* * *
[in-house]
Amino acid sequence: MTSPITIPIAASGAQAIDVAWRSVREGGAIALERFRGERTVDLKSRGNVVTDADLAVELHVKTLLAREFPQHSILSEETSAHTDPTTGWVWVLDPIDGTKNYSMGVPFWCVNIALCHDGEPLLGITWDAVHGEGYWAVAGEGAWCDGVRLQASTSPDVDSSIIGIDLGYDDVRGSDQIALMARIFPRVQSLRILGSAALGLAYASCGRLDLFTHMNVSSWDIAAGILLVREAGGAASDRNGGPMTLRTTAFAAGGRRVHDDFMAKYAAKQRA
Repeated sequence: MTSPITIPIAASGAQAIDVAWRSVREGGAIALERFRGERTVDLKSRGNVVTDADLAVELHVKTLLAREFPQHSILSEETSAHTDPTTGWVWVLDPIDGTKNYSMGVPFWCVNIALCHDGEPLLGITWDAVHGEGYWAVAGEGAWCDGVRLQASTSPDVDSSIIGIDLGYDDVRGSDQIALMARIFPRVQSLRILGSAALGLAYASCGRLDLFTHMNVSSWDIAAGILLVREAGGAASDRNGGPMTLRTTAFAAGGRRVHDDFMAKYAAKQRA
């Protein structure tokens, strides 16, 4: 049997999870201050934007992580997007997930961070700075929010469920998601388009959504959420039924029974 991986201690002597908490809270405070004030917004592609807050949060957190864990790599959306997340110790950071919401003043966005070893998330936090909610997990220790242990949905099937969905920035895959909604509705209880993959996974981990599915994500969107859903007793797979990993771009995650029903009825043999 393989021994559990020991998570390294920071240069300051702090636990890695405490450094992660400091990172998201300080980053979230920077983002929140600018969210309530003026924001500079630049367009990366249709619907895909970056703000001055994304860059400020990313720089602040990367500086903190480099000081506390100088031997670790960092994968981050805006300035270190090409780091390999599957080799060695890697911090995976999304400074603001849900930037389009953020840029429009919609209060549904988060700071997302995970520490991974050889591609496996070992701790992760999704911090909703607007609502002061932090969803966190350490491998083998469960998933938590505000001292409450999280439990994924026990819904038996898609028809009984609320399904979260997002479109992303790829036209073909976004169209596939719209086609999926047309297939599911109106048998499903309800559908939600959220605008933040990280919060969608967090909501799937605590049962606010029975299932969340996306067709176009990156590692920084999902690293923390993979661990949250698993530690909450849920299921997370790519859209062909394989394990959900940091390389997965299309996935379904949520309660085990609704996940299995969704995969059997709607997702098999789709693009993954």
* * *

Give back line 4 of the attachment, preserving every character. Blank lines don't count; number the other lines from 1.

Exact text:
């Protein structure tokens, strides 16, 4: 049997999870201050934007992580997007997930961070700075929010469920998601388009959504959420039924029974 991986201690002597908490809270405070004030917004592609807050949060957190864990790599959306997340110790950071919401003043966005070893998330936090909610997990220790242990949905099937969905920035895959909604509705209880993959996974981990599915994500969107859903007793797979990993771009995650029903009825043999 393989021994559990020991998570390294920071240069300051702090636990890695405490450094992660400091990172998201300080980053979230920077983002929140600018969210309530003026924001500079630049367009990366249709619907895909970056703000001055994304860059400020990313720089602040990367500086903190480099000081506390100088031997670790960092994968981050805006300035270190090409780091390999599957080799060695890697911090995976999304400074603001849900930037389009953020840029429009919609209060549904988060700071997302995970520490991974050889591609496996070992701790992760999704911090909703607007609502002061932090969803966190350490491998083998469960998933938590505000001292409450999280439990994924026990819904038996898609028809009984609320399904979260997002479109992303790829036209073909976004169209596939719209086609999926047309297939599911109106048998499903309800559908939600959220605008933040990280919060969608967090909501799937605590049962606010029975299932969340996306067709176009990156590692920084999902690293923390993979661990949250698993530690909450849920299921997370790519859209062909394989394990959900940091390389997965299309996935379904949520309660085990609704996940299995969704995969059997709607997702098999789709693009993954």